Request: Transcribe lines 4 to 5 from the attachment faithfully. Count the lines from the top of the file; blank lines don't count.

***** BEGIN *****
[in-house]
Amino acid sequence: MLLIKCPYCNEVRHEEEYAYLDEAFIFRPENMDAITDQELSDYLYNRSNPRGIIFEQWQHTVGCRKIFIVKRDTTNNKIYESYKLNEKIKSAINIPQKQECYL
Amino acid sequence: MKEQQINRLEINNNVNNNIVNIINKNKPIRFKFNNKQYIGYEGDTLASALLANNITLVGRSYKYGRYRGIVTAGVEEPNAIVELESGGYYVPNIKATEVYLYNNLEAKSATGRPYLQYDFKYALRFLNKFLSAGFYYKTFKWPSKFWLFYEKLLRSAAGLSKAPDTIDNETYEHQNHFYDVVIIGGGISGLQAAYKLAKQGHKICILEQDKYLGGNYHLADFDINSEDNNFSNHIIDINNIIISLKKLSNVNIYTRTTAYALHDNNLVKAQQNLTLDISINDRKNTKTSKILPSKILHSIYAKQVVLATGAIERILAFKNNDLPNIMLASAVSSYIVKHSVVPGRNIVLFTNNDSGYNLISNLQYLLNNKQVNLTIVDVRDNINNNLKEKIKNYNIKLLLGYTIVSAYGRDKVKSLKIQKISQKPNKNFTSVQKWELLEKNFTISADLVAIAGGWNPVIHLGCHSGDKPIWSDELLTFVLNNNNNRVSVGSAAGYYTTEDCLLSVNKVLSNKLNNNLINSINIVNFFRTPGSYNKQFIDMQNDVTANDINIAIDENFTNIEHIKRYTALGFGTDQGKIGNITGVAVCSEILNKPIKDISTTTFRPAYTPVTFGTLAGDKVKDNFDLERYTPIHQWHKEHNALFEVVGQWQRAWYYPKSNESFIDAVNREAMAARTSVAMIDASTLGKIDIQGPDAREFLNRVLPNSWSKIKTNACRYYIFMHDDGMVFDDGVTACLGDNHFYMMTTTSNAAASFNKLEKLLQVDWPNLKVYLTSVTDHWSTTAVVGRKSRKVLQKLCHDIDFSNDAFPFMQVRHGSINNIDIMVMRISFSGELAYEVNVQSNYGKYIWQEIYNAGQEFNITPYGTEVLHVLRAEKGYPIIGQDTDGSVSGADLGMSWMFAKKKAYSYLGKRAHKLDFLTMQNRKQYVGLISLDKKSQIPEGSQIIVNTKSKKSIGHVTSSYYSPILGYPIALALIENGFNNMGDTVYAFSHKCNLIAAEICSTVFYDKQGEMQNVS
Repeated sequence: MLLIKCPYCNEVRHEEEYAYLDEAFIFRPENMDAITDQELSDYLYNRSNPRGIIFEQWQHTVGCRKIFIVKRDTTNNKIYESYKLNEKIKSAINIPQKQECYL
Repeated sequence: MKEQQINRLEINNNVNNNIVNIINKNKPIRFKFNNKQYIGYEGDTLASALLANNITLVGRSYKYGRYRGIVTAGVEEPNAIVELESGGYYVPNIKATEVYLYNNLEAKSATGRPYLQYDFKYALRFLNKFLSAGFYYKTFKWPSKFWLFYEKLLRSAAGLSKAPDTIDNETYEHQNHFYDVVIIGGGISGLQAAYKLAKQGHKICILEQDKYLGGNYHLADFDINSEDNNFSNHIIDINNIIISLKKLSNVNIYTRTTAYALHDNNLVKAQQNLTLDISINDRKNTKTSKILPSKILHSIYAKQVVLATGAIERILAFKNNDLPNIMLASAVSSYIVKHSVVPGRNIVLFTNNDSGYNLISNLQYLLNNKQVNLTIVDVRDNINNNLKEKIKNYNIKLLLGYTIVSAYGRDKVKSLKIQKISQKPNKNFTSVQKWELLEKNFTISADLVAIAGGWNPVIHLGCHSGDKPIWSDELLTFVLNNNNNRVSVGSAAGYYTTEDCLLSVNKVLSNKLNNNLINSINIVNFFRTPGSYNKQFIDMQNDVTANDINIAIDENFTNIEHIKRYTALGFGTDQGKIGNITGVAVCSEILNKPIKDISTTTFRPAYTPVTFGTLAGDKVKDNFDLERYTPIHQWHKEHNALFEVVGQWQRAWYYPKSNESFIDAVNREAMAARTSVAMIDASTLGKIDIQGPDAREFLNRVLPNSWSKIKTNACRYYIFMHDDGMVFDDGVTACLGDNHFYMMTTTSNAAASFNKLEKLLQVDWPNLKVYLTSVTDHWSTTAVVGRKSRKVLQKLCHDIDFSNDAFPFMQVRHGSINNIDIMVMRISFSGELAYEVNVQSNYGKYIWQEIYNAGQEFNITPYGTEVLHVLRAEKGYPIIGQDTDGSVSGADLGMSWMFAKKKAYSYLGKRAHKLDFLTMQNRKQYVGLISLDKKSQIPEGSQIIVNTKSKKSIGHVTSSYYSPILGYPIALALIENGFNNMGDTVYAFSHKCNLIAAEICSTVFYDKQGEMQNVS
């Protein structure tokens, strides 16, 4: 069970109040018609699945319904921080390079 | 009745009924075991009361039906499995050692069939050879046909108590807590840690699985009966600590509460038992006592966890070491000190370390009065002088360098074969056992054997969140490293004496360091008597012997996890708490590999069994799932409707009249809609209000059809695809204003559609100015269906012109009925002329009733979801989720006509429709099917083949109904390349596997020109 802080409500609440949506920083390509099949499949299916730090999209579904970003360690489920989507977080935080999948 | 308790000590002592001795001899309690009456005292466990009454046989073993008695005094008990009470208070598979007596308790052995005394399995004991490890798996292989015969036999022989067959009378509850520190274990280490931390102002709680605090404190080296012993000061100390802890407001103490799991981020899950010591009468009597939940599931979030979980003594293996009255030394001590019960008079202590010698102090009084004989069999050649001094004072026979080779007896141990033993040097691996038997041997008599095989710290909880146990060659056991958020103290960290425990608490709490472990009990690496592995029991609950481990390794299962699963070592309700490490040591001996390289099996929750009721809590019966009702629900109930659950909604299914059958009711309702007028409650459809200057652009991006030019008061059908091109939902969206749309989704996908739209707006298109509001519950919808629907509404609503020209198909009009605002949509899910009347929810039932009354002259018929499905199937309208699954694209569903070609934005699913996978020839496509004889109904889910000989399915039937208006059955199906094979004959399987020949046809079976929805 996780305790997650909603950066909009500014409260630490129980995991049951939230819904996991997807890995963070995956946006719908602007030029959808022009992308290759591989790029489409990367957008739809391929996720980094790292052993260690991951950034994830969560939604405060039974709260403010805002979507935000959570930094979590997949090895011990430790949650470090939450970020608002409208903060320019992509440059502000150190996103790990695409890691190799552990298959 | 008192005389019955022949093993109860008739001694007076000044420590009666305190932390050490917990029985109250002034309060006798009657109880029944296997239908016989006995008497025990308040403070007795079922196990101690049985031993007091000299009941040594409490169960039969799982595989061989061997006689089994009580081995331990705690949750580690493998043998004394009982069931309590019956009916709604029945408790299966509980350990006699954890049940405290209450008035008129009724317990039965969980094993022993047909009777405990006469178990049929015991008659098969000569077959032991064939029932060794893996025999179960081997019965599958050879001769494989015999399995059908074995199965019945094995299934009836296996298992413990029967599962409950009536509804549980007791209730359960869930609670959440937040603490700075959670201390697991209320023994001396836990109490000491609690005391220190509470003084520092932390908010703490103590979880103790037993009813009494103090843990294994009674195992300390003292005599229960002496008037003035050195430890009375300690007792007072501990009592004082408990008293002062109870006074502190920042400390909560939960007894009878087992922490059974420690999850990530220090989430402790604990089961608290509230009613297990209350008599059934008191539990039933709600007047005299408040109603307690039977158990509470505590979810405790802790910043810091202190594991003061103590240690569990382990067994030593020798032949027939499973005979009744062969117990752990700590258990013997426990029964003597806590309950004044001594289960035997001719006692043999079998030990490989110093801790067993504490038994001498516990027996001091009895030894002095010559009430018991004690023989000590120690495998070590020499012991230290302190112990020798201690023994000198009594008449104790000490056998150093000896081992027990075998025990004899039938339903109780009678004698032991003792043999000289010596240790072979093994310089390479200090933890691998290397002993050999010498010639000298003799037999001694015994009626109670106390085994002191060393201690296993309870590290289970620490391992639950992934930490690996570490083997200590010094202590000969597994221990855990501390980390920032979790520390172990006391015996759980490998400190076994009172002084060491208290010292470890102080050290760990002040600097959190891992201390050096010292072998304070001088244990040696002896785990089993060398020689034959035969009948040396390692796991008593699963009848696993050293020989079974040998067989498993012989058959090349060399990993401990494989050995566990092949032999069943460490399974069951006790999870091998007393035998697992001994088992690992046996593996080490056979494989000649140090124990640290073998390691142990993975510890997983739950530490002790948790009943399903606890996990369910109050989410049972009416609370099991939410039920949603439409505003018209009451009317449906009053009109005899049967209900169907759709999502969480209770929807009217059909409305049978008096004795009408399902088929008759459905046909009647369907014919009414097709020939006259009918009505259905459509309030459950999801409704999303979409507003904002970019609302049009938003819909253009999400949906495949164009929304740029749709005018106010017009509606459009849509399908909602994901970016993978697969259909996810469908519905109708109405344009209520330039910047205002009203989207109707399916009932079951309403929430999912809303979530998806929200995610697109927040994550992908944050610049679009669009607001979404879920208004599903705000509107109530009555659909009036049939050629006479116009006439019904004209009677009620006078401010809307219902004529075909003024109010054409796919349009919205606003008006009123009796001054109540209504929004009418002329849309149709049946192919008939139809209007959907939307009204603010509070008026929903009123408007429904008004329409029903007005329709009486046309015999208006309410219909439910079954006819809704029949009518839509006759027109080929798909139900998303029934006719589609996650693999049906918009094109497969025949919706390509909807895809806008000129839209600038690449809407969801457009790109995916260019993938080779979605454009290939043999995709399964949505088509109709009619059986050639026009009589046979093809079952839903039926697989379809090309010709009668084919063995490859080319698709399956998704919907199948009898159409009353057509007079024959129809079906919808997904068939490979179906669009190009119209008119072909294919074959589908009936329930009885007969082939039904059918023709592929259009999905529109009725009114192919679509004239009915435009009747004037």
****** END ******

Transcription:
Repeated sequence: MLLIKCPYCNEVRHEEEYAYLDEAFIFRPENMDAITDQELSDYLYNRSNPRGIIFEQWQHTVGCRKIFIVKRDTTNNKIYESYKLNEKIKSAINIPQKQECYL
Repeated sequence: MKEQQINRLEINNNVNNNIVNIINKNKPIRFKFNNKQYIGYEGDTLASALLANNITLVGRSYKYGRYRGIVTAGVEEPNAIVELESGGYYVPNIKATEVYLYNNLEAKSATGRPYLQYDFKYALRFLNKFLSAGFYYKTFKWPSKFWLFYEKLLRSAAGLSKAPDTIDNETYEHQNHFYDVVIIGGGISGLQAAYKLAKQGHKICILEQDKYLGGNYHLADFDINSEDNNFSNHIIDINNIIISLKKLSNVNIYTRTTAYALHDNNLVKAQQNLTLDISINDRKNTKTSKILPSKILHSIYAKQVVLATGAIERILAFKNNDLPNIMLASAVSSYIVKHSVVPGRNIVLFTNNDSGYNLISNLQYLLNNKQVNLTIVDVRDNINNNLKEKIKNYNIKLLLGYTIVSAYGRDKVKSLKIQKISQKPNKNFTSVQKWELLEKNFTISADLVAIAGGWNPVIHLGCHSGDKPIWSDELLTFVLNNNNNRVSVGSAAGYYTTEDCLLSVNKVLSNKLNNNLINSINIVNFFRTPGSYNKQFIDMQNDVTANDINIAIDENFTNIEHIKRYTALGFGTDQGKIGNITGVAVCSEILNKPIKDISTTTFRPAYTPVTFGTLAGDKVKDNFDLERYTPIHQWHKEHNALFEVVGQWQRAWYYPKSNESFIDAVNREAMAARTSVAMIDASTLGKIDIQGPDAREFLNRVLPNSWSKIKTNACRYYIFMHDDGMVFDDGVTACLGDNHFYMMTTTSNAAASFNKLEKLLQVDWPNLKVYLTSVTDHWSTTAVVGRKSRKVLQKLCHDIDFSNDAFPFMQVRHGSINNIDIMVMRISFSGELAYEVNVQSNYGKYIWQEIYNAGQEFNITPYGTEVLHVLRAEKGYPIIGQDTDGSVSGADLGMSWMFAKKKAYSYLGKRAHKLDFLTMQNRKQYVGLISLDKKSQIPEGSQIIVNTKSKKSIGHVTSSYYSPILGYPIALALIENGFNNMGDTVYAFSHKCNLIAAEICSTVFYDKQGEMQNVS